Erosions of our Freedom

The erosions of our freedom begin in the workplace and in school. 

          If a group of pointy-headed individual with leather patches on their elbows walked the streets of the United States telling the citizens how to talk, how to dress and how to act there would be instant rebellion.  If they took to the airwaves and began instructing citizens of a new way of interacting with one another, people would probably either turn the channel or start an uprising against these broadcasts.  In these venues, there is too much decision making and too much freedom for the leather patch theoretician types. 

          Broad based authoritarianism has thus far been unsuccessful in America.  In order to make sweeping change in America, a movement has to localize first.  To localize a movement must seek out local authority figures and encourage fear from their base.  Local bosses and teachers are excellent vehicles for they can provide the threat of disciplinary action, termination and/or lower grades. 

          With so many local bosses and teachers in our society, how would one achieve conformity?  You start with the top.  This is usually a tricky endeavor, for those at the top are usually have large egos.  They either built the company from nothing, or they have been instrumental in its current incarnation.  A theoretical know it all is probably not going to be greeted with open arms in this meeting, so they must have a solid, follow up threat of lawsuits or bad publicity for a lack of conformity.  If these methods fail, the theoretical social groups may seek out individual employees (preferably an ex-employee) to initiate lawsuits to cut away at the foundation of the company.   

          If those seeking transformational change are successful at intimidating the corporate boards or the CEO, they will achieve trickle down successes.  Emails and memos are sent out, until employee conversations are soon affected.  Soon, any acts of non-conformity, among the employees are seen as stupid.  “He knew the rules,” say the employees, “he should not have said that.”  The fear of disciplinary action or termination begins, until the non-conformist is prefacing his complaints with qualifiers.  The non-conformist eventually falls in line to a point where he is either silent on the issue or conformed.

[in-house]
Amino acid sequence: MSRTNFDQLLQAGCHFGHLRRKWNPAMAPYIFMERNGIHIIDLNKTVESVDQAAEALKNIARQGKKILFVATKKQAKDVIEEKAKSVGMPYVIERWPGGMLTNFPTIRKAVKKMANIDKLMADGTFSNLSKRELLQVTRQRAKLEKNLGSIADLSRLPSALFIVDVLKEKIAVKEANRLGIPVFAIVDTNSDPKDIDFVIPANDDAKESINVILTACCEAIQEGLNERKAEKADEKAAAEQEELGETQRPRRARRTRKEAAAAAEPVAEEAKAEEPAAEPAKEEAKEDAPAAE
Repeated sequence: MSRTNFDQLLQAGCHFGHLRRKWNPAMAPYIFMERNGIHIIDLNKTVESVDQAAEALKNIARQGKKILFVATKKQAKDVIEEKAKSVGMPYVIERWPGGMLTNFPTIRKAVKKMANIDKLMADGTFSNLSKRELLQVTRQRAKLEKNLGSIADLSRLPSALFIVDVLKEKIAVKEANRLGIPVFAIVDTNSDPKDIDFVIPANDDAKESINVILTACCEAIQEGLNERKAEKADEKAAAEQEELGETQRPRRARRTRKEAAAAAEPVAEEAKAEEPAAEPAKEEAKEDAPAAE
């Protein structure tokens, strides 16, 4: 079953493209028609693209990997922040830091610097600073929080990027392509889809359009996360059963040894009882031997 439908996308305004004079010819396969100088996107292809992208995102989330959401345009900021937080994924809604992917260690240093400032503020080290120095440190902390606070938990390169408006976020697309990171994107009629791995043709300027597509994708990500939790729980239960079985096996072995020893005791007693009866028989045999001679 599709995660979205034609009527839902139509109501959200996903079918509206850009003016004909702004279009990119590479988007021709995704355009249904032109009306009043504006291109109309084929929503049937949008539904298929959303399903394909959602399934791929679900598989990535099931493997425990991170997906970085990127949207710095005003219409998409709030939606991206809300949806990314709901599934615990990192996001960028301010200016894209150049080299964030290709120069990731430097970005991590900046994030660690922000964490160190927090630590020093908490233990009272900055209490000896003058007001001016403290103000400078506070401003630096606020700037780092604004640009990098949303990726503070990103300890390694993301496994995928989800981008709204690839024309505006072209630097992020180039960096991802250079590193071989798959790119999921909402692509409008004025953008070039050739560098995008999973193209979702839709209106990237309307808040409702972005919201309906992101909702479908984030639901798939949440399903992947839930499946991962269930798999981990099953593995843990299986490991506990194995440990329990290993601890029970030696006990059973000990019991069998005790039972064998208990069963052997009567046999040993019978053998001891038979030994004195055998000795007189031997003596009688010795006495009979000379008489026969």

I asked a friend if he ever finds himself tempering his conversation outside of work according to the principles and guidelines of the workplace.  He hesitated and smiled.  We do.  We all do.  There’s no doubt that the constant preaching that occurs in our schools and in the workplace affects our life in such a way that we are tempering our lives according to these guidelines.  We don’t want to hurt anyone else’s feelings.  We’re good people, and if this is how we get along with one another, then so be it.  The question is: are we losing our identity in the process?

          A radio host that I listen to provided a provocative thought.  He stated that he believed that giving Ritalin to a young male robs that boy of his masculinity.  Ritalin calms a child and usually prevents them from acting up.  It allows a teacher to better control a classroom, and it supposedly calms a child to a degree that they can concentrate, but is it robbing the child of that which he will eventually need to compete in the male world? 

          The questions become: Are we willingly giving our freedoms away in our pursuit to be open-minded, compassionate, intelligent, understanding, and to get along with the people who surround us in our community?  Or, are our freedoms being taken away from us in wonderful packaging?


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